In news that will surprise, well, almost everyone, researchers from Germany's Potsdam Institute for Climate Impact Research say that it's possible to feed the world sustainably by 2050, when the planet's population is expected to balloon to more than 9 billion people. Perhaps most surprising of all, we can all still eat meat three times a week in good conscience. And according to the researchers, we can do all this and abandon the environmentally damaging intensive farming practices of Big Agriculture. Of course, there are number of "buts" in this scenario.
The biggest caveat of the Potsdam study is that world meat consumption has to decrease considerably. Sixty billion animals are raised for consumption every year—a figure that will double by 2050—and these animals drastically cut down on the land available for crop growth. That's not to say that everyone needs to give up meat altogether. On average, the researchers estimate that the proportion of animal protein in diets will have to decrease to 30%, compared to the global average of 38%. That relatively small decrease could free up millions of acres of cropland and pasture, cut down on greenhouse gas emissions, and reduce the pressure on factory farms to keep animals in close confinement. All for a few less trips to McDonald's every week.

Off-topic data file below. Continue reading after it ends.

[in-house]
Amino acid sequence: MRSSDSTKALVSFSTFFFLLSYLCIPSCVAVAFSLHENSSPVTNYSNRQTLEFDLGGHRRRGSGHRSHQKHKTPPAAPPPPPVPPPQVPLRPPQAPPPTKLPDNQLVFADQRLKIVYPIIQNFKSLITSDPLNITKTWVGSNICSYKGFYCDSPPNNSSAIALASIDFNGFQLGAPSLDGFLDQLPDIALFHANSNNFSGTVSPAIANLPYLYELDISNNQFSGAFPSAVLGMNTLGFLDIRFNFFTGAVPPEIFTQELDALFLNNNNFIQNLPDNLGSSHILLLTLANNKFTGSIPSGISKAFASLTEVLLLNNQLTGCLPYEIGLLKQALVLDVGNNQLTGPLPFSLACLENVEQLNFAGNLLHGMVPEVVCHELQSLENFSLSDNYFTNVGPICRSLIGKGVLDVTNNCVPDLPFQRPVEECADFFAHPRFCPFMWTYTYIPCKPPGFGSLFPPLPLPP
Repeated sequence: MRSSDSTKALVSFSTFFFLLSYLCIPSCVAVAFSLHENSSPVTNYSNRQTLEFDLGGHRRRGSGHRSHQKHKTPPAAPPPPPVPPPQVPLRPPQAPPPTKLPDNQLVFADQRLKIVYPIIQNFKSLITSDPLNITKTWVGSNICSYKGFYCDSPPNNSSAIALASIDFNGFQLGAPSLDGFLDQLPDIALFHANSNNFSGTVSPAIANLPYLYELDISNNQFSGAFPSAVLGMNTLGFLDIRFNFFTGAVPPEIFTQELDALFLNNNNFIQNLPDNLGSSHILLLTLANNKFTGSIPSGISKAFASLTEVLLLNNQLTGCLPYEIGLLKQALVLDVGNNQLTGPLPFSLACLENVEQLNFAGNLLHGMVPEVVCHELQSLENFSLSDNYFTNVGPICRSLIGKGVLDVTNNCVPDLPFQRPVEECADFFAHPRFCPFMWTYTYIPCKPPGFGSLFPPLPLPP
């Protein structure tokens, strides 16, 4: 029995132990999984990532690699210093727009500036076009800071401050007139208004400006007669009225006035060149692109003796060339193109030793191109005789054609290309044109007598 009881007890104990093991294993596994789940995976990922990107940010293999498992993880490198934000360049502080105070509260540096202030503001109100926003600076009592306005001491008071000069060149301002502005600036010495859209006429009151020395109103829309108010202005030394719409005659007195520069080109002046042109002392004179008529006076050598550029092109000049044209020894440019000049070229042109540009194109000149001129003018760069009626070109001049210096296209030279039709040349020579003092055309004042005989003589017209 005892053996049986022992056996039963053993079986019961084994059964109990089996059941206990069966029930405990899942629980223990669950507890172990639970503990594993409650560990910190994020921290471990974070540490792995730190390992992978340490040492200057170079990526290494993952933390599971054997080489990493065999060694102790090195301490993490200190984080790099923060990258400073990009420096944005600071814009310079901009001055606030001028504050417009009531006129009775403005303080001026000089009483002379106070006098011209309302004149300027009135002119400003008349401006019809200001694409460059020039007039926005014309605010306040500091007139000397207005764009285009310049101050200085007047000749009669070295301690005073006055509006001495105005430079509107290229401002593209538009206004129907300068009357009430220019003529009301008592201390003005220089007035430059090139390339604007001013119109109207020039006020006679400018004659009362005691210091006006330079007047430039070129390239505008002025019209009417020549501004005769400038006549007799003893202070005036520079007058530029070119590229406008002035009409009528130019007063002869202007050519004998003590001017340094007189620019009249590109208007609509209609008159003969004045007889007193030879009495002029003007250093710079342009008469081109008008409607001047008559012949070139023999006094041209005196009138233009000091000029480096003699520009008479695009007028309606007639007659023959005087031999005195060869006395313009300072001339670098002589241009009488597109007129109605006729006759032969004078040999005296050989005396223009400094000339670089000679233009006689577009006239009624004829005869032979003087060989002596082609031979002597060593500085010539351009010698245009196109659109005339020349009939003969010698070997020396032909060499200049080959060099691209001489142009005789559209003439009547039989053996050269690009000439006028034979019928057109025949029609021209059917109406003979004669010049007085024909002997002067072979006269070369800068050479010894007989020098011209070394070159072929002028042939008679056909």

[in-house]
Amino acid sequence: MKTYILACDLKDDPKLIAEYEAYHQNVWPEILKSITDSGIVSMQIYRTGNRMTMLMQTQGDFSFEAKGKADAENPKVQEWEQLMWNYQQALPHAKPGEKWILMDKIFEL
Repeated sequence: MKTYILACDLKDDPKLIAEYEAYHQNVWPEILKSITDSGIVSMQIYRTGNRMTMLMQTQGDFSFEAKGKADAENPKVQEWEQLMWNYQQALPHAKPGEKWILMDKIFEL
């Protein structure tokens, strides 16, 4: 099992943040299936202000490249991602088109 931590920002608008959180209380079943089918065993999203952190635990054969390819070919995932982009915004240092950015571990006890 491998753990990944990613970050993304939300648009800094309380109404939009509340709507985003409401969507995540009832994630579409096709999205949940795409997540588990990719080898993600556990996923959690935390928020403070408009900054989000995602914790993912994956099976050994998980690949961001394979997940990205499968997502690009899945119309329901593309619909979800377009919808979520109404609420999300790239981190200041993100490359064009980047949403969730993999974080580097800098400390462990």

The Potsdam report also recommends that we ditch pesticide-heavy farming methods and focus on organic agriculture, which could cut down on soil erosion and increase biodiversity. So while quality organic fruits and vegetables are currently relegated to expensive farmer's markets, even the world's poor could have access to organic produce if so-called "mainstream" agricultural research is redirected towards sustainability.
But is any of this likely to happen? If corporations like Monsanto and Cargill have their way, probably not. Agribusiness will have to be both ethical and profitable if the world's supply of food is to be secured.